Kyle: Haynes Brooke really stayed in character for the shoot, and so did Jill Terashita. Haynes was probably the maturist of the whole cast. Jill was really sweet. Haynes was actually a really nice guy. I never really got to know Kim Wall very good.

James: Have you ever seen any of the cast members since?

Kyle: No, but someone who I really enjoyed talking with was Bill Johnson. When I worked at Dill Productions, we did hire "Splat" for a job. I haven't seen him since. We stayed in contact a few years after SC3 wrapped, but eventually lost contact. In the future, we'll have a good telephone conversation. I'm sure of that. I haven't seen any cast members face to face, but several years ago, I was watching television, just flipping channels and saw Stacie Lambert and Jill Terashita on the same show! I was shocked. They pretty much looked the same, but I can't remember what show they were on. They were always hanging around together on the set. Jill was real cute! I did my best to flirt with the both of them, but they seemed to be more interested in each other!

James: Can you remember anything about that pond?

Kyle: The dock was a hard place to get to. At the time, construction was going under development to tear Camp Younts down. All the actors and crew had to go around the construction. Because of construction, the whole area was very muddy. Road construction was going on at the time also. Everyone got kind of dirty trying to shoot in that area. It was a pain to prep that. There was one real bad place close to the pond, so we all had to walk a huge distance around it.

James: Can you tell me about the whole food issue.

Kyle: There were these two trailers next to each other, probably 15-20 feet was between them. A huge mosquito net covered the gap like a big tent. They had the oven in one of the trailers, where they cooked all the food. You should have seen the rig this one guy had -- he had painted all these cartoon characters on the side. The cast members could always hang around this area, and munch on grapes, etc. whenever they wanted. They served 2 meals daily on set, lunch and dinner. The crew would quickly eat first, before the actors because they had to get back to work and set up for more shots. Then the actors went through. It was pretty cool because I remember you'd go through a line, down one side of the table and you'd end up back outside. It was pretty much a huge buffet line. If the sun was out, most people would eat outside.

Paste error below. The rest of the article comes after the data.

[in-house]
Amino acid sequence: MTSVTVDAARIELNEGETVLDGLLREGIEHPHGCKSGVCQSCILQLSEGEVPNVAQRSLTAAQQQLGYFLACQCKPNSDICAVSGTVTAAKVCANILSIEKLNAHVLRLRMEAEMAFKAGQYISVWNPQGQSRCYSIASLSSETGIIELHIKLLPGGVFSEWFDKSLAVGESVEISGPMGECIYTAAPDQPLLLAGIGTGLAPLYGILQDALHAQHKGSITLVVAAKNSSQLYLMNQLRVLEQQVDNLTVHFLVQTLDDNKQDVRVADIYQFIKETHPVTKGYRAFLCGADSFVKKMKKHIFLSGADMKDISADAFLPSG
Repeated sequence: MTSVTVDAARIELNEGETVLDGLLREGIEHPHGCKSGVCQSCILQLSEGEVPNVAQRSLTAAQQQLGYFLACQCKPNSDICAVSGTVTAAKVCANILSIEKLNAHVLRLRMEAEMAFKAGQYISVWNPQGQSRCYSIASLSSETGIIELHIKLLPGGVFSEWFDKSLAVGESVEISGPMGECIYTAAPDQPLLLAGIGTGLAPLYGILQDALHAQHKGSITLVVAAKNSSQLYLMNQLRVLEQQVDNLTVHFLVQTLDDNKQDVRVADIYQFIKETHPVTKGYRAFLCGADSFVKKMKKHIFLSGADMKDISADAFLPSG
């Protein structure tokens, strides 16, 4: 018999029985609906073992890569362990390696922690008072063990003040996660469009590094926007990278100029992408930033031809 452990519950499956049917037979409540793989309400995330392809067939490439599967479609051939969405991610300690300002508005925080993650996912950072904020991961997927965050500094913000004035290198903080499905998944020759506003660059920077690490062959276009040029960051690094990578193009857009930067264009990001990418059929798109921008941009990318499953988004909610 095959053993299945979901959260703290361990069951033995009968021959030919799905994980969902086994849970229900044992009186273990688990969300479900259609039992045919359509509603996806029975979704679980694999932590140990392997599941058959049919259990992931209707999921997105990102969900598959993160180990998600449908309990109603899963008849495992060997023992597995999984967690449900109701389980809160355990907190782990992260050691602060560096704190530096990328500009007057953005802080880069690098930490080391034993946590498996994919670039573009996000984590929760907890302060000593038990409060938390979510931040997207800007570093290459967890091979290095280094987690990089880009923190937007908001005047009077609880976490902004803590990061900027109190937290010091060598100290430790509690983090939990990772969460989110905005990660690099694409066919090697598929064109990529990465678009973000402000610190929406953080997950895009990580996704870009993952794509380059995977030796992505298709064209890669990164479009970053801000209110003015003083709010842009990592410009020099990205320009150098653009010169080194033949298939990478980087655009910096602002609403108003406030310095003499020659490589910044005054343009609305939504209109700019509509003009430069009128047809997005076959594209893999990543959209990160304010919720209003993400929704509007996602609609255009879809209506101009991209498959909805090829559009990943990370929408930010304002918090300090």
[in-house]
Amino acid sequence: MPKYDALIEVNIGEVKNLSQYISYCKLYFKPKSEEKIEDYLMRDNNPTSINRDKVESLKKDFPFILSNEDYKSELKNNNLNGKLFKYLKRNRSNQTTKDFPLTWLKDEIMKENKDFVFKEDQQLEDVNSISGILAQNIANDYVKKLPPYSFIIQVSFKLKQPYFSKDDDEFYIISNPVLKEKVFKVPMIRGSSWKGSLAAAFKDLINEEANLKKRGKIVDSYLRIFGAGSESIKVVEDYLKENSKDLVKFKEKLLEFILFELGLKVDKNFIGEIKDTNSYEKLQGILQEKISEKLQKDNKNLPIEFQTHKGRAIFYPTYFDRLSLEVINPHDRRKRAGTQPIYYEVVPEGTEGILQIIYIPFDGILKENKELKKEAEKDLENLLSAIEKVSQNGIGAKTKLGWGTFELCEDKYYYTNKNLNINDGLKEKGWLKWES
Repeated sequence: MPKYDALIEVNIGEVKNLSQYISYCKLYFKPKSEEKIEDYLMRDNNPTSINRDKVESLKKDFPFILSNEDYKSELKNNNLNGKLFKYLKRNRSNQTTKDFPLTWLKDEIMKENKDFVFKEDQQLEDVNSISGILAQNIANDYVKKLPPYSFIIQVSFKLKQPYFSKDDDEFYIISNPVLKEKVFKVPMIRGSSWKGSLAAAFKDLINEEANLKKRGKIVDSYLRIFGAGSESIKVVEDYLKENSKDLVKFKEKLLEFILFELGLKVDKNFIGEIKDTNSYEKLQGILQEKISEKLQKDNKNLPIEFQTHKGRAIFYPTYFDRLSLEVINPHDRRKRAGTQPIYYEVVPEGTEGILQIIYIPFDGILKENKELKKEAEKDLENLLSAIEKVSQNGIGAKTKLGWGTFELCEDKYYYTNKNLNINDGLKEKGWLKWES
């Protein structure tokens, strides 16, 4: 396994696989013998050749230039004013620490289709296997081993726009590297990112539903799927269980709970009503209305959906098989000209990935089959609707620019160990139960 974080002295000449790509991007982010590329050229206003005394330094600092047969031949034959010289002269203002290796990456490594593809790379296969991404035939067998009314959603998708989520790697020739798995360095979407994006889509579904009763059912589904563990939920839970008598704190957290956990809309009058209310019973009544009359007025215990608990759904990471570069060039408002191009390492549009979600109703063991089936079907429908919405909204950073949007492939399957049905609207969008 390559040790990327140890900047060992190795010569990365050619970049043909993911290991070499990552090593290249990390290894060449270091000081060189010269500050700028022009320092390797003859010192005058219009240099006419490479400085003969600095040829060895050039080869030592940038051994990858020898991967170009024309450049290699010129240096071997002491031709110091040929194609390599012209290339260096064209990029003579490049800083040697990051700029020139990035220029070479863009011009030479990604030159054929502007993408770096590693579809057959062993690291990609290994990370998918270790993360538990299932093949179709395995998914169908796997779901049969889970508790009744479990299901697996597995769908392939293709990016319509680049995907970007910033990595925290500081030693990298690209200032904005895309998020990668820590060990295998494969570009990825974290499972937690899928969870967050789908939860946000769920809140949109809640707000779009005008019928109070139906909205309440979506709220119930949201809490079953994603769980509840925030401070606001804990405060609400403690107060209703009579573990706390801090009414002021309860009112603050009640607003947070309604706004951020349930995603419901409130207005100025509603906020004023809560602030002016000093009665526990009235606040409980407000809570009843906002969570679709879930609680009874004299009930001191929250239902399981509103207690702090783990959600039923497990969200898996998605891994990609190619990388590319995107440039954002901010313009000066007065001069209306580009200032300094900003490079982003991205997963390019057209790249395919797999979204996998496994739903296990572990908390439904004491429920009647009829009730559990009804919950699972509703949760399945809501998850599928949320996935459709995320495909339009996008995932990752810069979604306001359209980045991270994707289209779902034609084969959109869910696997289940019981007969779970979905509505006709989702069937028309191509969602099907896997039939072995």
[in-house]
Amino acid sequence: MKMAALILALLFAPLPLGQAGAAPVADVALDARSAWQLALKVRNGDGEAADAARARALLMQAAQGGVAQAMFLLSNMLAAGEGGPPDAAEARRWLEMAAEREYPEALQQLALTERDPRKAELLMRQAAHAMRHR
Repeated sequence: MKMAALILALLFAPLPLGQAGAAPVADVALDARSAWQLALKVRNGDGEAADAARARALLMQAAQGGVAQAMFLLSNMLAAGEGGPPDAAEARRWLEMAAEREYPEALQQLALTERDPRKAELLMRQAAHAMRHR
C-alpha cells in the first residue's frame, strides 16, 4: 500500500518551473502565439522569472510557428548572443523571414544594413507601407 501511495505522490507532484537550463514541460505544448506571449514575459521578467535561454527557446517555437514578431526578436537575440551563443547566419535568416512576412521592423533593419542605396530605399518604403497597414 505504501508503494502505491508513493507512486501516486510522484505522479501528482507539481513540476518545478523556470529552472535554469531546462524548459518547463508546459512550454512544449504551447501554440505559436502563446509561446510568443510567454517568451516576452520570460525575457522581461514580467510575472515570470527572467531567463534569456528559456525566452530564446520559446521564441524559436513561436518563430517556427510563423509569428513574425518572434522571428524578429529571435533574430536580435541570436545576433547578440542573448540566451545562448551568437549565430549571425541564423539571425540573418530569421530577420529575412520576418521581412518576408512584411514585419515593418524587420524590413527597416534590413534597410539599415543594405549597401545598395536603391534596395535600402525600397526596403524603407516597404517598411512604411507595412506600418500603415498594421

James: Can you find any bloopers through SC3?

Kyle: I can spot a continuity error found early in the film, involving the scene in downtown Atlanta. If you notice Maria walking down the road, she has a blue and orange bag. Well, as Angela guns her down in the garbage truck, she clearly drops her bags and runs for her life down the alley. Well, Angela kills her, but after she dumps Maria into the truck, crushing her body, the bags reappear, and Angela throws them into the truck. The fact she drops the bag far away from the alley, and everything happens so quick, there's no way she could have got the bag that fast. That's one I can spot. There are probably more.

James: What seemed to be the hip thing on set when filming Sleepaway III.

Kyle: No surprise at all, it was Michael Simpson's next film, Fast Food. Everyone was talking about this film. It was quite the story. I think Michael used a bit of the crew and cast members from the Sleepaway sequels. I hoped to impress Michael while filming SC3.... I really wanted in on Fast Food. I'm happy I did Elvis' Grave though.

James: Tell us about the Camp New Horizons shirt.

Kyle: They were made specifically for the film. Actually, I believe I got an extra shirt. The one with the sleeves cut off was used for the whole film. The extra one was given to me if fake blood got on the original. I also got my ear pierced for the first time, for filming SC3. It was one of those ankh earrings. No one wore them back in the 80s. Now, everyone is buying them. I still have the original earring and have been wearing it on and off over the past two years.

James: Did you guys use real spraypaint to spray the trees and tents?

Kyle: No, we used florescent hair spray so it wouldn't harm the trees. The hair spray was water removable so all the crazy symbols I did washed away when it rained. I remember when I held down the trigger of the spray, it was really cold. I got freeze burn on the end of my finger and it really hurt. I remember they also covered the bottle with gaffers tape.

James: Do you still have your Sleepaway Camp III script?

Kyle: Yeah. It's around here somewhere. I've pulled it out a few times over the years. It's interesting you mention the script. There was a few scenes that were slightly different, but from what I've read in your interviews with Michael and Bill, you have nailed most of the major changes.

James: But there were others, right?

Kyle: Yes, but nothing too major. I remember when all the campers line up to be interviewed by that television reporter, the script called for all these different clothes for everyone to wear. Most of them were pretty accurate to the movie, but I remember in the script, I was supposed to wear a Grateful Dead t-shirt, and a "Foreign Legion" hat. It also said Snowboy sports a tattoo of a skull on his bicep. But that type of stuff was really unnessary to the film. Most of the clothes already suited the character, so these few "accessories" weren't that important. Michael was cool with what everyone wore. The character Snowboy was supposed to be aged 16.